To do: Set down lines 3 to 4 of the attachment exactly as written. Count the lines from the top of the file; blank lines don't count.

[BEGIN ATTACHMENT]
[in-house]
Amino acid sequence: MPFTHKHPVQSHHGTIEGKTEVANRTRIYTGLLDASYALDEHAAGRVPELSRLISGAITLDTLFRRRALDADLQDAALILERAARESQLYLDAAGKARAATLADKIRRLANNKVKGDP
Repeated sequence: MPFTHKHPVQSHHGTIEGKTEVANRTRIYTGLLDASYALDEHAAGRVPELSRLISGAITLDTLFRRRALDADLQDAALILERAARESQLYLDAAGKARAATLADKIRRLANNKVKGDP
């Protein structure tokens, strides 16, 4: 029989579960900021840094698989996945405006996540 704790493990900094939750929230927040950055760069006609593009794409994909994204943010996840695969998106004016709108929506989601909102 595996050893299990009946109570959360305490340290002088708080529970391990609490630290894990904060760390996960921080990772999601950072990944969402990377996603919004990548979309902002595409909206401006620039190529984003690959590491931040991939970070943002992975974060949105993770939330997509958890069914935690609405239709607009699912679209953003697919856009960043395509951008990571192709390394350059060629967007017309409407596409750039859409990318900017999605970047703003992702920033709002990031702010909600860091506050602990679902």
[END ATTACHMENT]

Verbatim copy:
Repeated sequence: MPFTHKHPVQSHHGTIEGKTEVANRTRIYTGLLDASYALDEHAAGRVPELSRLISGAITLDTLFRRRALDADLQDAALILERAARESQLYLDAAGKARAATLADKIRRLANNKVKGDP
């Protein structure tokens, strides 16, 4: 029989579960900021840094698989996945405006996540 704790493990900094939750929230927040950055760069006609593009794409994909994204943010996840695969998106004016709108929506989601909102 595996050893299990009946109570959360305490340290002088708080529970391990609490630290894990904060760390996960921080990772999601950072990944969402990377996603919004990548979309902002595409909206401006620039190529984003690959590491931040991939970070943002992975974060949105993770939330997509958890069914935690609405239709607009699912679209953003697919856009960043395509951008990571192709390394350059060629967007017309409407596409750039859409990318900017999605970047703003992702920033709002990031702010909600860091506050602990679902």